- The case has been referred to the commission because the stewards in Louisiana are restricted to handing down a maximum six-month suspension, according to Charles Gardiner, the commission’s executive director. The minimum recommended suspension for a drug like dermorphin – a potent opioid with morphine-like effects – is one year, and the trainer who was issued the suspension, Alvin Smith, was suspended 13 years ago for two positives of a drug in the same potent class.
What's this say to the public and to politicians who think we're all crooks? We have someone allegedly using frog venom which can kill horses and humans, and they read in the paper he might get six months? If they read further they see he did similar in 1999 (he got a whopping seven months back then, some deterrent eh?)and was let back to do it again? What the heck?
The amazing thing is, if it happened in another state, he'd get a different penalty. Some states, like California defy some logic. Other states like New York are more draconian.
It's a mess.
It's not 1980 anymore, where exotic drugs are not readily purchased. Today it's a different beast, and for things like this, we need uniform penalties. In some cases we need lifetime bans.
The Ontario Racing Commission had to deal with this long before other jurisdictions. EPO - a completely horrible Class I drug - made the rounds in the early 2000's, via EPO/DPO and aranesp and they were extremely vigilant. Ask anyone who had to care for a horse who was coming down off EPO and they'll tell you some horror stories. It's an awful drug for horses. They immediately stepped up to the plate and changed the way class I's like this are handled. (pdf)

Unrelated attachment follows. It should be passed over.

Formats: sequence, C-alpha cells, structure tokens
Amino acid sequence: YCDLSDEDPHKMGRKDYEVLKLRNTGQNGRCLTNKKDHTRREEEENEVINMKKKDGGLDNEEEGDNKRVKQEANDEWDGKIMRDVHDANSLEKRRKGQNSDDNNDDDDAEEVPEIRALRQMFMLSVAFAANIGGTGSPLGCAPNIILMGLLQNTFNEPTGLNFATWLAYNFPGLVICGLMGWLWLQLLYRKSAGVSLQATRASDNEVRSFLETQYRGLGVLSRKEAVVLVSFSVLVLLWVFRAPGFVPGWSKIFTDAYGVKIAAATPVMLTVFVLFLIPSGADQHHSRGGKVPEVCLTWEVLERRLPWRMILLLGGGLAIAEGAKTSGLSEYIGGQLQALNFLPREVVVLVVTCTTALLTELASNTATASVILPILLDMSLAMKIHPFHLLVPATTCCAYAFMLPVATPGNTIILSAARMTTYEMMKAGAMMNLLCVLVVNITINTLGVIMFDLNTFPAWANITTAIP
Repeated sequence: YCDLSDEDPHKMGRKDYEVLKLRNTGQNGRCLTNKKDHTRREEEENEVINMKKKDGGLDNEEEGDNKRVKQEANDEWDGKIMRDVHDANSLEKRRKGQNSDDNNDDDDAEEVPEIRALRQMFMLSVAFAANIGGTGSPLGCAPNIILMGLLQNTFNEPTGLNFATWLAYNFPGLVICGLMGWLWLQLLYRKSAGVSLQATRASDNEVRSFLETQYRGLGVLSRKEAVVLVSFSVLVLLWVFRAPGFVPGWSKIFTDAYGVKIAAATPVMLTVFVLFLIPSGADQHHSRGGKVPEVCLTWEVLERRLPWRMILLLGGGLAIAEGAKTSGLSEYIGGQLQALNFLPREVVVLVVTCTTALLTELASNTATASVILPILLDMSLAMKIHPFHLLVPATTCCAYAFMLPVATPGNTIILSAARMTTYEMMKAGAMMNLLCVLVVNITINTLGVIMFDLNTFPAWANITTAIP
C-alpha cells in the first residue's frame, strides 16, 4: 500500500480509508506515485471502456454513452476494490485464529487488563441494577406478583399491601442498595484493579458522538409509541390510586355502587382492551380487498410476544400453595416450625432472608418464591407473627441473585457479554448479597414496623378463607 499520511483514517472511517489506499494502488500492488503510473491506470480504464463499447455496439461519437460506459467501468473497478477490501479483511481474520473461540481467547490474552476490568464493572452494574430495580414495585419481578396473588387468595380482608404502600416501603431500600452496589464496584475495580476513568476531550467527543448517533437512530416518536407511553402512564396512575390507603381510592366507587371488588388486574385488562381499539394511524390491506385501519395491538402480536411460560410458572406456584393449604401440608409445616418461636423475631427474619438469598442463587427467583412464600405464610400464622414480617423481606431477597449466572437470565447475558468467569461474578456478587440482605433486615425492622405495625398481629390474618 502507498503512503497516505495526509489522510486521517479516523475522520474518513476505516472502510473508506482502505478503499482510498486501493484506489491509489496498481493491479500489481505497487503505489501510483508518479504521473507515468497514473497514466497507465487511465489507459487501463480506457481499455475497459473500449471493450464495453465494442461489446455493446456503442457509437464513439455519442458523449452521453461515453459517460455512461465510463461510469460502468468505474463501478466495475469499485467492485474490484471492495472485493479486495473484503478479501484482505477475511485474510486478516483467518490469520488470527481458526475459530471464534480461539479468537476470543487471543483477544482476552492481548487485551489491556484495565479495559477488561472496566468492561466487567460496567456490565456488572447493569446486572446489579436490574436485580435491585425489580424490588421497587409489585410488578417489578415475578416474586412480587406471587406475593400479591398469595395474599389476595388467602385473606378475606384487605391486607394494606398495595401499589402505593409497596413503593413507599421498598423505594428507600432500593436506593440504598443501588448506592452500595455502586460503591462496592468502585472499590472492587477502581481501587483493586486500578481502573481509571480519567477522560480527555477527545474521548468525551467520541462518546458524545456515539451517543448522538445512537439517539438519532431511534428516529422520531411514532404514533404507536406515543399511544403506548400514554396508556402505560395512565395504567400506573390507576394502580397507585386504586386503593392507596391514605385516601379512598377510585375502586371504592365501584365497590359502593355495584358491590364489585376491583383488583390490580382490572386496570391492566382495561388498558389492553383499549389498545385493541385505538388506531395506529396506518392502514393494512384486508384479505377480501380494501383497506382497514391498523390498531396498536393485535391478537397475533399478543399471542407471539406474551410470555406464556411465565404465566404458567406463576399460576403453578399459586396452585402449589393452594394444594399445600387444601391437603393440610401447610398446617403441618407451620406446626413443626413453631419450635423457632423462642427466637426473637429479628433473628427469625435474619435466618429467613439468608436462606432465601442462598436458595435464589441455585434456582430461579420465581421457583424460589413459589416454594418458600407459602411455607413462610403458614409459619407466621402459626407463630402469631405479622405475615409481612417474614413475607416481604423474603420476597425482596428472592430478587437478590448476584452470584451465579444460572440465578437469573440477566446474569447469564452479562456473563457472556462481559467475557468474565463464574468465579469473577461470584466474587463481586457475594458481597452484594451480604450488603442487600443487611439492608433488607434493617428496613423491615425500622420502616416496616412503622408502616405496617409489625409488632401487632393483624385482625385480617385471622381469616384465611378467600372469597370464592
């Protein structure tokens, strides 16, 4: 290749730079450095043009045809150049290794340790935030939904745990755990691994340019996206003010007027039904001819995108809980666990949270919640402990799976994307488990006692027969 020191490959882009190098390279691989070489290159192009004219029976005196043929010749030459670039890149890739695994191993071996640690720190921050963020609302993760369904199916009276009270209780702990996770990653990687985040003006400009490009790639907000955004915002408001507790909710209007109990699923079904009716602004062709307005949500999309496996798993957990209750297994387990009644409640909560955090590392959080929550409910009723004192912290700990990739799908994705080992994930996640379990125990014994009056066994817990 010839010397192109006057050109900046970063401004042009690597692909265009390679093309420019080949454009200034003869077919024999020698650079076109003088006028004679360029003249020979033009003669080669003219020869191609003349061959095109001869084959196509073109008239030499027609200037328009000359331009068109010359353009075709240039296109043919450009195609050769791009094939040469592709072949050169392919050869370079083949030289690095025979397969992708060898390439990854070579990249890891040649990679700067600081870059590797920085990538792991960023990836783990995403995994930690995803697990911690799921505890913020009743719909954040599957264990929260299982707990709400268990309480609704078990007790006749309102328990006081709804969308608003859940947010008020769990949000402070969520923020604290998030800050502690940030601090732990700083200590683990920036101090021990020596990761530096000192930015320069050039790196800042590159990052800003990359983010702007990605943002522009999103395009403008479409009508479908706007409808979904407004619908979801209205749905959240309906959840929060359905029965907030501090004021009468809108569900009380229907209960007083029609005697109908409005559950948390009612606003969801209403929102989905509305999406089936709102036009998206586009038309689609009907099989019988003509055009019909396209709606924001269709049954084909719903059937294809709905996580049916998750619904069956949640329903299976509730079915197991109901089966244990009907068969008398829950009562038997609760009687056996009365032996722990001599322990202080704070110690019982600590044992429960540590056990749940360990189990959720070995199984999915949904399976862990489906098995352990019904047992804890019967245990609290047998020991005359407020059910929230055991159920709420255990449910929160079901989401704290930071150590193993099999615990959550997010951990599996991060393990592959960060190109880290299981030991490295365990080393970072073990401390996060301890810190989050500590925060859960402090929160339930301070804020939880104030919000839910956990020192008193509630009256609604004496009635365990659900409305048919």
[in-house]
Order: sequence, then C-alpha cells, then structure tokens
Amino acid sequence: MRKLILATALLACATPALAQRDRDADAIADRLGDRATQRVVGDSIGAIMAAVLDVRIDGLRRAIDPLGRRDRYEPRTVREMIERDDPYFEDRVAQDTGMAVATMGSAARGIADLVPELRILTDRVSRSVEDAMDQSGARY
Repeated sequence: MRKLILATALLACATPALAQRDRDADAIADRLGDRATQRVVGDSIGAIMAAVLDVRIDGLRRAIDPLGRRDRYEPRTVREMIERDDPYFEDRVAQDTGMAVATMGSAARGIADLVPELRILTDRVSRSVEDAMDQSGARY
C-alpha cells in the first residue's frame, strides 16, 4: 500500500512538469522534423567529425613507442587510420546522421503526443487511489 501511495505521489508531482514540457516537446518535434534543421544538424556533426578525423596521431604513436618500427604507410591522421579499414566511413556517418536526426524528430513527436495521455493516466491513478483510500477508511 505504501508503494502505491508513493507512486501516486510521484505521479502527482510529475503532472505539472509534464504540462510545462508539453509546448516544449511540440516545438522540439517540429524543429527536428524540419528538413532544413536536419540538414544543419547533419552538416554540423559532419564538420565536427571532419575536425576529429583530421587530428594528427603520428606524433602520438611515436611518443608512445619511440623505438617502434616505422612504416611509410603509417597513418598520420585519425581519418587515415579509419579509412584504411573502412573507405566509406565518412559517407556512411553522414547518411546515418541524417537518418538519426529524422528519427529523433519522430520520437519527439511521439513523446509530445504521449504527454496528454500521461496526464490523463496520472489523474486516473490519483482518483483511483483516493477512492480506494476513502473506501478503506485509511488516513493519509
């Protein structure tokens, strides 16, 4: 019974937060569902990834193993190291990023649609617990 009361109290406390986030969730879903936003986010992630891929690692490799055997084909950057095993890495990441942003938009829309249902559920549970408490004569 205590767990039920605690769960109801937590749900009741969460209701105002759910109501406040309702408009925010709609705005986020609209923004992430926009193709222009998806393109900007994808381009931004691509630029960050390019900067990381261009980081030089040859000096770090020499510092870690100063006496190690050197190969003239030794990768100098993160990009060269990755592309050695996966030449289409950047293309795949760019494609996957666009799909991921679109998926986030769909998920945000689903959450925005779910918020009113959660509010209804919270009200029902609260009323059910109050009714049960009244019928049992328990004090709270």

For the gentleman who is accused of using this "tree frog drug" in Louisiana, he'd be at minimum gone for 5 years (this is his second class I) in Ontario. He would not be able to race while under appeal. If he has other positives on his record, he'd be likely gone 10 years and face a huge fine in Ontario. If he proves his innocence on appeal, that's fine, and good for him, but the guidelines and penalty would be swift and without question.
Steve Crist once said he talked to horseplayers about drugs and towards trainers they were "hang them high and hang them higher". I'm not like that. Mistakes are made, intent to injure the game or horses, or fellow horse owners, as well as extenuating circumstances do happen and can happen. Everyone deserves their day in court after a penalty is handed down. But the initial publicly reported penalty for something like this should never be six months, anywhere. It should be years, it should be the same no matter where you race a horse, and it must be done like that so cheaters take commissions seriously, and our customers know there is someone minding the store who's watching their backs.